Almost half of parents in Abu Dhabi support return to the classroom

Education authorities received more than 158,000 responses to a survey gauging views on back-to-school plans

epa08515448 Students wearing protective face masks during a class at a reopened school amid an easing of coronavirus restrictions in Dili, Timor Leste, also known as East Timor, 29 June 2020. The government reopened some qualified schools with cover-19 protocol.  EPA/ANTONIO DASIPARU
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Almost half of parents in Abu Dhabi support plans to reopen schools in September, according to a survey carried out by the emirate's private education regulator.

More than 158,000 people responded to the wide-ranging poll from the Abu Dhabi Department of Education and Knowledge (Adek) on its back-to-school strategy.

The anonymous survey found 45 per cent of those parents backed a full return to the classroom, while 34 per cent preferred to continue distance learning.

The remaining 21 per cent were uncertain of which education method they favoured at this stage.

We fully understand that parents still harbour some concerns about a safe return to school

Schools closed their doors in March as authorities sought to stem the spread of Covid-19, with remote learning put in place in order to complete the academic year.

On Wednesday, Adek confirmed pupils and teachers must take Covid-19 tests prior to their return to school, while pupils over the age of 6 must wear masks throughout the school day.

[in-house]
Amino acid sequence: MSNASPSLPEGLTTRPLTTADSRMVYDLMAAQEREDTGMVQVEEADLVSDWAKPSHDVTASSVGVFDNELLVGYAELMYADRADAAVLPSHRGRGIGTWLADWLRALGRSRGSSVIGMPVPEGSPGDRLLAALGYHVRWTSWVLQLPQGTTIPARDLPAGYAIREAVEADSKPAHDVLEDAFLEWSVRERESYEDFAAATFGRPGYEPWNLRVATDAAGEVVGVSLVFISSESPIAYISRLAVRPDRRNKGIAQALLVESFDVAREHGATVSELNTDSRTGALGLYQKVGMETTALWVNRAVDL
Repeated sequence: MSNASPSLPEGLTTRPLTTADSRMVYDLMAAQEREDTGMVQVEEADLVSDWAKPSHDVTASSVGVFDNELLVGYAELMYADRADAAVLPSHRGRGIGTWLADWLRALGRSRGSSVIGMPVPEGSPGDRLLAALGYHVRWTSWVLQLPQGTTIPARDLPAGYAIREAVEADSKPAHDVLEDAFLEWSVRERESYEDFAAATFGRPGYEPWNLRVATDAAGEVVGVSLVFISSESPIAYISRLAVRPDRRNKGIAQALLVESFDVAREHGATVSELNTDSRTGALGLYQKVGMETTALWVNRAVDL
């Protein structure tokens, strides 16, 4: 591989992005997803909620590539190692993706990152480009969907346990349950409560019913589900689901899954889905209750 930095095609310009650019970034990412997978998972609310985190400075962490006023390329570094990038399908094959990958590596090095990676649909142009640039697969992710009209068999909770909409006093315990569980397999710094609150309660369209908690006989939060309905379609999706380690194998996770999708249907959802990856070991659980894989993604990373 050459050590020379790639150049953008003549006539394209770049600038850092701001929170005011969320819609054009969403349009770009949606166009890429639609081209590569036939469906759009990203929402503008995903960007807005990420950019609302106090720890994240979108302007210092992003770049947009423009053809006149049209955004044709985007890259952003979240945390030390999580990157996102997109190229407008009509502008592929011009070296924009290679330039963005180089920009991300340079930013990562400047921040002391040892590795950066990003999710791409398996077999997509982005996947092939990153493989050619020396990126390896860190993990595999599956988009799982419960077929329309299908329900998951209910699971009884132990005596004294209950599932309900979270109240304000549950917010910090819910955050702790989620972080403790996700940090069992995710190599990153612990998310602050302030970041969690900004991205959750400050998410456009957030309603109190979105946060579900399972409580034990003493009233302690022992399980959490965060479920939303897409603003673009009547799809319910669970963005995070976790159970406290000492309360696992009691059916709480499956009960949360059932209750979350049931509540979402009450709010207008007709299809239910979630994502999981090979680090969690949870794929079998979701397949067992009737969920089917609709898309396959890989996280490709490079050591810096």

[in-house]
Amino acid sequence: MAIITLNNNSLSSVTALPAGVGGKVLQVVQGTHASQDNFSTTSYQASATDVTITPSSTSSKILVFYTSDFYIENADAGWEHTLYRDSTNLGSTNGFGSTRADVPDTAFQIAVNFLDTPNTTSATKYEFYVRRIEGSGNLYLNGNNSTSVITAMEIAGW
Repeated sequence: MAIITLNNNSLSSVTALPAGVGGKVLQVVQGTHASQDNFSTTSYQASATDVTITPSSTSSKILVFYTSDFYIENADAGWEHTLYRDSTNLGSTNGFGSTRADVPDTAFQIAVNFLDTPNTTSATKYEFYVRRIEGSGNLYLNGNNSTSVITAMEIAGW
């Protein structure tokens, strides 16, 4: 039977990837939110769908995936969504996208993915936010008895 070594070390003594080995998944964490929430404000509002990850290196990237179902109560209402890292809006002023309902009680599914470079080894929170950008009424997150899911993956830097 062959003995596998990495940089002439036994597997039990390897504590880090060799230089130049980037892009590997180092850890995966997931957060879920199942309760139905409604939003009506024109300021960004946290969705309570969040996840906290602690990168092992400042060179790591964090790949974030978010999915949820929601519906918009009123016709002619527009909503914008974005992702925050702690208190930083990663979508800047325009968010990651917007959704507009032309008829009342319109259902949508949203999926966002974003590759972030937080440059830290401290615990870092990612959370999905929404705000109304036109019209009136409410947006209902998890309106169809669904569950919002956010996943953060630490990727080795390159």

“We are committed to ensuring the safest possible return to in-classroom education for students and teachers and the guidelines, aligned with global best practice, take into account every aspect of school operations,” said Amer Al Hammadi, an undersecretary at Adek.

“Following an in-depth analysis of responses, we are now better positioned to help schools ensure their planning process for reopening is well-informed and supported by data and insights from their own parent community.

“We fully understand that parents still harbour some concerns about a safe return to school and we want to reiterate that distance learning provisions remain in place for all schools, irrespective of the reopening model they choose.

“As we continue to assess different scenarios and models for the new academic year, we remain in constant dialogue with federal and local authorities to ensure the health and wellbeing of all pupils, faculty, and staff.”

The questionnaire also gauged views on what modes of transport children will use to get to school and distance learning for pupils with special needs.

Forty per cent of respondents said they would use school buses in the new academic year, down from 46 per cent who took advantage of the service in the last school year.

The vast majority of parents (85 per cent) said they did not intend to move their children to a new school.

Schools in Abu Dhabi have been permitted to resume in-person classes from the beginning of the next academic year.

Adek has said its policies for reopening have focused on safety of operations, teaching and learning, staff and pupil well-being, and community support.

Schools have been encouraged to assist pupils in need through fee discounts, payment deferrals, and splitting term fees into monthly instalments.

Adek has requested schools to announce their reopening models by July 30.

Schools have been given the choice to allow children into school full time, in other words, daily; or on alternating days, for half days; alternating weeks; or a combination.